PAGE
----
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Discover Financial Services (NYSE:DFS) has broken through a short-term resistance level at $72 on the news from Thursday evening that the company’s board of directors has approved both a new $3 billion share-buyback program during the coming five quarters and a $0.05 increase in the quarterly stock dividend — raising it from $0.35 to $0.40 per share.
First, the share-buyback program is music to investors’ ears because DFS has a current market cap of just over $25 billion. If the company were to buy back $3 billion worth of its own shares at their current value, it would amount to a 12% reduction in the company’s float, which all on its own would amount to a 13.6% bump in earnings per share (EPS), simply by reducing the number of shares across which current earnings would need to be divided.
That doesn’t even take into account the expectations that DFS is going to continue growing its revenue and earnings organically.
Second, the dividend increase will increase the company’s dividend yield from its current level of 1.96% to a new level of 2.2%. This will make the stock more attractive as a potential income-generation trade, and it shows investors that management is looking for ways to return value to shareholders.
One of the concerns that has pushed DFS lower than some of its peers has been the company’s rising net principal charge-offs (the loans Discover assumes it will not be able to collect from its card holders). According to Discover’s first-quarter earnings announcement, charge-offs increased by 30% year over year, which has forced the company to set aside $751 million for potential loan losses — a 28% increase from the previous year.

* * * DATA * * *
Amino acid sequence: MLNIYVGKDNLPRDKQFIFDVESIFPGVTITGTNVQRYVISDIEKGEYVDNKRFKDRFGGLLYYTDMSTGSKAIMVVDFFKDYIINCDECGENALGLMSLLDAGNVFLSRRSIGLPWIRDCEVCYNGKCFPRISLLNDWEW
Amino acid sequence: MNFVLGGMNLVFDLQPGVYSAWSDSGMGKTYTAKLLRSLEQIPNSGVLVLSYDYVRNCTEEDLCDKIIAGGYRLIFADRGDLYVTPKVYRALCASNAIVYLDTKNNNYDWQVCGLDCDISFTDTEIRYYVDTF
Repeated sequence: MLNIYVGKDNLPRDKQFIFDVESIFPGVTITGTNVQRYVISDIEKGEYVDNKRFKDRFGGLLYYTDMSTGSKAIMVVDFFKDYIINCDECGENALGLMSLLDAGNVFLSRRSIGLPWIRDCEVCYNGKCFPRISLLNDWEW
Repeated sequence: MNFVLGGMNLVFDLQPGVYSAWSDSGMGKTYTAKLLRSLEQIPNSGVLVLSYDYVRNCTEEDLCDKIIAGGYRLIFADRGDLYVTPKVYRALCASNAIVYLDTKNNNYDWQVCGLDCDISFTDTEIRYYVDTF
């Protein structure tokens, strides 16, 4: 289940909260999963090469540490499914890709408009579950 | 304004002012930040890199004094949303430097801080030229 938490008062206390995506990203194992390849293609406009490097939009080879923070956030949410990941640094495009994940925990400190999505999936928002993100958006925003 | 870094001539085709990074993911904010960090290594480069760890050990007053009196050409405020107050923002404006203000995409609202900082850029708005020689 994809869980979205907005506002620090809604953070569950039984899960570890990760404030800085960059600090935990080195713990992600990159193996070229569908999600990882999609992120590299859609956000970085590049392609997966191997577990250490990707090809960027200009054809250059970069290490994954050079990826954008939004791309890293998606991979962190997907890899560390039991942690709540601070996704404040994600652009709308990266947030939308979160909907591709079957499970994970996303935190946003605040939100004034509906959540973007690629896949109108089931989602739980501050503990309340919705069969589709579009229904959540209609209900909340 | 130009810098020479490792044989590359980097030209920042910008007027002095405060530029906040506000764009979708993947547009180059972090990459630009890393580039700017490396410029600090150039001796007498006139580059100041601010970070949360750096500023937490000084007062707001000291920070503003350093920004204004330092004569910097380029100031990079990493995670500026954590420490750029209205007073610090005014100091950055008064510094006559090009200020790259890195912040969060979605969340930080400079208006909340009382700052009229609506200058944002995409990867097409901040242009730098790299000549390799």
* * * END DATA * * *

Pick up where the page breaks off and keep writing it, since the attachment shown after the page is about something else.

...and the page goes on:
However, while all of this might look worrisome, it’s important to keep in mind that Discover’s revenues have grown by 10% and earnings per share are up 27% during that same time frame, which should more than offset the increased charge-offs. For a company like Discover that is involved in issuing credit cards and student, personal and home-equity loans to consumers — some of whom have weaker credit scores — this is all part of doing business, and we think DFS is doing a great job managing it all.
We expect the recent bullishness for DFS to continue through the week as the company prepares to release its second-quarter earnings data on July 26, after market close. We are looking for DFS to continue climbing up toward $74 (the resistance level the stock hit in late April) in the run up to earnings, which could provide some solid profits before the actual announcement, but we would feel comfortable holding through earnings if the stock doesn’t bounce high enough beforehand.
‘Buy to open’ the DFS August 17th $72.50 Call (DFS180817C00072500) for a maximum price of $2.00.
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